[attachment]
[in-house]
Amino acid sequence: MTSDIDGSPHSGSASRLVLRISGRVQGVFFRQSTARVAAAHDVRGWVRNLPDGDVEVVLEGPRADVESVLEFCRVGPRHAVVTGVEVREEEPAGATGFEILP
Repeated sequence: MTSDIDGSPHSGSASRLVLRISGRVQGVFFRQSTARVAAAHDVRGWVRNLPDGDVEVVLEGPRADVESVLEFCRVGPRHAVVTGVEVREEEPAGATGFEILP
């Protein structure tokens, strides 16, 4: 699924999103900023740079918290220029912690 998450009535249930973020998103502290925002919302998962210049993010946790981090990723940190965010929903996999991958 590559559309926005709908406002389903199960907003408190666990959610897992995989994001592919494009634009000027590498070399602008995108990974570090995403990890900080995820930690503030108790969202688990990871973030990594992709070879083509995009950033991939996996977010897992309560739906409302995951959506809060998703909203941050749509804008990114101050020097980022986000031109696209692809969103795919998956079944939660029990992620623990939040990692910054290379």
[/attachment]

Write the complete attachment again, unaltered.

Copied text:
[in-house]
Amino acid sequence: MTSDIDGSPHSGSASRLVLRISGRVQGVFFRQSTARVAAAHDVRGWVRNLPDGDVEVVLEGPRADVESVLEFCRVGPRHAVVTGVEVREEEPAGATGFEILP
Repeated sequence: MTSDIDGSPHSGSASRLVLRISGRVQGVFFRQSTARVAAAHDVRGWVRNLPDGDVEVVLEGPRADVESVLEFCRVGPRHAVVTGVEVREEEPAGATGFEILP
């Protein structure tokens, strides 16, 4: 699924999103900023740079918290220029912690 998450009535249930973020998103502290925002919302998962210049993010946790981090990723940190965010929903996999991958 590559559309926005709908406002389903199960907003408190666990959610897992995989994001592919494009634009000027590498070399602008995108990974570090995403990890900080995820930690503030108790969202688990990871973030990594992709070879083509995009950033991939996996977010897992309560739906409302995951959506809060998703909203941050749509804008990114101050020097980022986000031109696209692809969103795919998956079944939660029990992620623990939040990692910054290379």